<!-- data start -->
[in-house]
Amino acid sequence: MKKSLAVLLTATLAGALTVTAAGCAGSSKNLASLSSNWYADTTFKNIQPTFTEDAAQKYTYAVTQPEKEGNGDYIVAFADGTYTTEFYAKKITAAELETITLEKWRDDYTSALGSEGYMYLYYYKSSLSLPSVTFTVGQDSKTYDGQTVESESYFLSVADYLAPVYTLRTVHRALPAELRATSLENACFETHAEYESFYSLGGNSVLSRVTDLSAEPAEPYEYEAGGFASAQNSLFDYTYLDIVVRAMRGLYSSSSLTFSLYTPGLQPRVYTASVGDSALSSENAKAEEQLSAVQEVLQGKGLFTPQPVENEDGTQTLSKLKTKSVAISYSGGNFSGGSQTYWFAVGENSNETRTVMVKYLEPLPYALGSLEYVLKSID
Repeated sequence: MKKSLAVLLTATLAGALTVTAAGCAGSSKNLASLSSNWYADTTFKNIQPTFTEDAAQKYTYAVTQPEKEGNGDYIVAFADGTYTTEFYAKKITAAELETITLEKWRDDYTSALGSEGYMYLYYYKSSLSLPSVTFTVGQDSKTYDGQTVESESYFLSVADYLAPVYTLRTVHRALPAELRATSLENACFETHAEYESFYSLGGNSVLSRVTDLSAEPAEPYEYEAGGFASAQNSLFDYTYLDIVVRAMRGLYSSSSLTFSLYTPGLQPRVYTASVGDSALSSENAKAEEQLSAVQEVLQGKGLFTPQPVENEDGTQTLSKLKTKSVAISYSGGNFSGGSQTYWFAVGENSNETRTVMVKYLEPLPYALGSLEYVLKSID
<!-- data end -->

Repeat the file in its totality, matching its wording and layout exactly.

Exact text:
[in-house]
Amino acid sequence: MKKSLAVLLTATLAGALTVTAAGCAGSSKNLASLSSNWYADTTFKNIQPTFTEDAAQKYTYAVTQPEKEGNGDYIVAFADGTYTTEFYAKKITAAELETITLEKWRDDYTSALGSEGYMYLYYYKSSLSLPSVTFTVGQDSKTYDGQTVESESYFLSVADYLAPVYTLRTVHRALPAELRATSLENACFETHAEYESFYSLGGNSVLSRVTDLSAEPAEPYEYEAGGFASAQNSLFDYTYLDIVVRAMRGLYSSSSLTFSLYTPGLQPRVYTASVGDSALSSENAKAEEQLSAVQEVLQGKGLFTPQPVENEDGTQTLSKLKTKSVAISYSGGNFSGGSQTYWFAVGENSNETRTVMVKYLEPLPYALGSLEYVLKSID
Repeated sequence: MKKSLAVLLTATLAGALTVTAAGCAGSSKNLASLSSNWYADTTFKNIQPTFTEDAAQKYTYAVTQPEKEGNGDYIVAFADGTYTTEFYAKKITAAELETITLEKWRDDYTSALGSEGYMYLYYYKSSLSLPSVTFTVGQDSKTYDGQTVESESYFLSVADYLAPVYTLRTVHRALPAELRATSLENACFETHAEYESFYSLGGNSVLSRVTDLSAEPAEPYEYEAGGFASAQNSLFDYTYLDIVVRAMRGLYSSSSLTFSLYTPGLQPRVYTASVGDSALSSENAKAEEQLSAVQEVLQGKGLFTPQPVENEDGTQTLSKLKTKSVAISYSGGNFSGGSQTYWFAVGENSNETRTVMVKYLEPLPYALGSLEYVLKSID